Starring Tom Hanks, Halle Berry, Hugo Weaving, Jim Sturgess and Doona Bae. Written by David Mitchell and Lana Wachowski. Directed by Tom Tykwer and Andy Wachowski. Produced by Stefan Arnd, Alex Boden, David Brown, Jose Luis Escolar, Grant Hill, Philip Lee, Marcus Loges, Roberto Malerba, Alexander Rodnyansky, Uwe Schott and Tom Tykwer.
If you're supersitious, you'll love how the latest venture by the Wachowski brothers touches on themes of spirituality and karma. Not unlike The Matrix, this film crafts the vivid and cold world of the distant future, where human lives are only worth as much as the service they provide. However, in addition to the future, Cloud Atlas reinvents the past, following stories which are set as far back as the 1930s. Based on the best-selling novel by Davd Mitchell, this film explores how the actions of our individual lives impact one another through the past, present and future – a theme repeatedly pounded into our brains from the beginning of the film to the end.
The film weaves together six different stories, covering every genre from romance to mystery and action to sci-fi, where each character's soul is transferred from the hero to the villain to a bystander in the next story, causing a ripple effect from a random act of kindness centuries ago to start a revolution in the distant future. These souls within the characters are represented in a couple different ways throughout the film – a distinctly mishapen birth mark on the skin of the character and the use of the same actor to play these multiple roles. For instance, Halle Berry appears in the movie as characters with the same soul, which includes Jocasta Ayrs, the wife of a successful composer in the '30s and Meronym, a high member of a post-apocalyptic tribe. Admittedly, this device is novel and one of the film's many draws – Berry, Weaving, Hanks and Grant all play four or more parts – but it isn't necessarily the most effective. Not only is it extremely distracting and silly watching these actors show up in atypical roles, it almost defeats the entire purpose of acting, which is to convince the audience that these aren't actors but the actual characters they're portraying. The bad accents and ridiculous make-up don't just make us wish these roles were cast accordingly, they make us feel like the movie is no longer about the art but instead the star power behind this project.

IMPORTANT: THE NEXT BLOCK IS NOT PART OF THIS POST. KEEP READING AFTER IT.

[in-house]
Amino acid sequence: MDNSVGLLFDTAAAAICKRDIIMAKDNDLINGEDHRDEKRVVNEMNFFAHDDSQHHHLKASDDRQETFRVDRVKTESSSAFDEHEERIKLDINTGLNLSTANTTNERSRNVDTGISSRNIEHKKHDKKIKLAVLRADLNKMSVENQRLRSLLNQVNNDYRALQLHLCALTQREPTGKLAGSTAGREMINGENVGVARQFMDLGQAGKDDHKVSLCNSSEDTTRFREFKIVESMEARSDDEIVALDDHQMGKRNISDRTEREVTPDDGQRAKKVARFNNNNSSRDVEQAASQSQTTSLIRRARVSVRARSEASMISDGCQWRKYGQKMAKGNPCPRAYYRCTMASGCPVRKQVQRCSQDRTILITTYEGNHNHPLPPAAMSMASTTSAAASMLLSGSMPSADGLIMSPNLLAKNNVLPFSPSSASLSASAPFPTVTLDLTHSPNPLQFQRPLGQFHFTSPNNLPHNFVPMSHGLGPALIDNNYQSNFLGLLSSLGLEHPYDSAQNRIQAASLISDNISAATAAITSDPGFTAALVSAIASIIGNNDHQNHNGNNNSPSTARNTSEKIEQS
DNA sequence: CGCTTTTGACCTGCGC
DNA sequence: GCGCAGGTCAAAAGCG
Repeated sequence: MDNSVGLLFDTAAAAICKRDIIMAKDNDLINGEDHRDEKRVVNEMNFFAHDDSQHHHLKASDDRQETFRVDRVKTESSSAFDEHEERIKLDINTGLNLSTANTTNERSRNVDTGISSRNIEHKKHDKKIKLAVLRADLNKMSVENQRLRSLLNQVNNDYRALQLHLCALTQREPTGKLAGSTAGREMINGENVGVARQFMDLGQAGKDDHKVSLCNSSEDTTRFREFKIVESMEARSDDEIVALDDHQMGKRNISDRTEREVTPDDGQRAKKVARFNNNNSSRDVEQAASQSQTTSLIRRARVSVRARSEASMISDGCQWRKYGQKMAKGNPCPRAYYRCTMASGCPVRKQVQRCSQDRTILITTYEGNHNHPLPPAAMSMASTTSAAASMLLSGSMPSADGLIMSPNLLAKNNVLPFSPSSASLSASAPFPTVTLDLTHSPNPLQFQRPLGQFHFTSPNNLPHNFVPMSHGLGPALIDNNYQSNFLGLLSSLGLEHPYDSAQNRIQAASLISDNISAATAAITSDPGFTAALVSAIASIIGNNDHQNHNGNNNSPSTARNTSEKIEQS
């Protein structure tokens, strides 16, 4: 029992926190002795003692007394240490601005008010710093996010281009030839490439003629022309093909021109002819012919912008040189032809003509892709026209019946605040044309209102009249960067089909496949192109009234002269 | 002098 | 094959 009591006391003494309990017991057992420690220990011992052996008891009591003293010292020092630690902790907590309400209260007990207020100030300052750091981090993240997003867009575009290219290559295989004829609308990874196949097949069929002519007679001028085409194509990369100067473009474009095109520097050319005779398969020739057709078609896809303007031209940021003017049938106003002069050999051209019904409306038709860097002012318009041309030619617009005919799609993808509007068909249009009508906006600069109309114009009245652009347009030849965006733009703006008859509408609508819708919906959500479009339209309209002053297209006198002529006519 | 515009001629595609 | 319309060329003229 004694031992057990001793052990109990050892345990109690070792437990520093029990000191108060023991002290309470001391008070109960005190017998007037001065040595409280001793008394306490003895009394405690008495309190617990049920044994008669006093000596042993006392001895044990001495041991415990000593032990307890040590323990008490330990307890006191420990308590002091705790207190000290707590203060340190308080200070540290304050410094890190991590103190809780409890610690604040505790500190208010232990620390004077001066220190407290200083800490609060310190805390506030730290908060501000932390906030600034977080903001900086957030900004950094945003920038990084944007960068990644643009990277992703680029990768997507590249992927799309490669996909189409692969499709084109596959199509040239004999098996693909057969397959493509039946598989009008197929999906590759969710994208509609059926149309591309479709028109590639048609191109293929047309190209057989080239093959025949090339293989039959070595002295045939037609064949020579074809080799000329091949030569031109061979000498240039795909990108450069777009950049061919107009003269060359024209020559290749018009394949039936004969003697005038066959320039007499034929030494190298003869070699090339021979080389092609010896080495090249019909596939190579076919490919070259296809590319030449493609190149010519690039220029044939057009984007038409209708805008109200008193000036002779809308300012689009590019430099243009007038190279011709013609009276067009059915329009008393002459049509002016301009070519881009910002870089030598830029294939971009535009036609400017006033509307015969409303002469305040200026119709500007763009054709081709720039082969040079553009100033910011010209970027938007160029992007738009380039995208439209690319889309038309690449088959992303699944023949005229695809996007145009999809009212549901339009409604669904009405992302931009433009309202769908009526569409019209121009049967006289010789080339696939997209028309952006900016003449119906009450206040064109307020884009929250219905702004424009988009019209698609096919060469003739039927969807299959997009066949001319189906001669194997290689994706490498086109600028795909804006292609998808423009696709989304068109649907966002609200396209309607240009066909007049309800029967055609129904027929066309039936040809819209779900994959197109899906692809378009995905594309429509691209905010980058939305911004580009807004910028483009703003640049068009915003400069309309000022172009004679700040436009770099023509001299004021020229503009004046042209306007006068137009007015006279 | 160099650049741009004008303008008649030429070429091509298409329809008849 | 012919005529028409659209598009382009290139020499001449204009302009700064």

The concept of weaving storylines is what makes Cloud Atlas appealing and thought-provoking – there's so much material that you're bound to like at least some of it. Its weakness lies in the amount of time spent on each of the six stories it attempts to develop – each time we start to learn about a character or their story, the focus is shifted to another. After three hours, the audience remains indifferent to the characters and what happens to them, which makes the movie feel like a reiteration of a hollow concept.
As expected, the film's strength lies in its gorgeous camera work and special effects. The action sequences feature great choreography and everything from the vast ocean to post-apocalyptic America is made with masterful clarity and creative detail. And while many of the themes presented in Cloud Atlas come off as pretentious and lofty, its overall message is relevant and thought-provoking. —Rebecca HIllary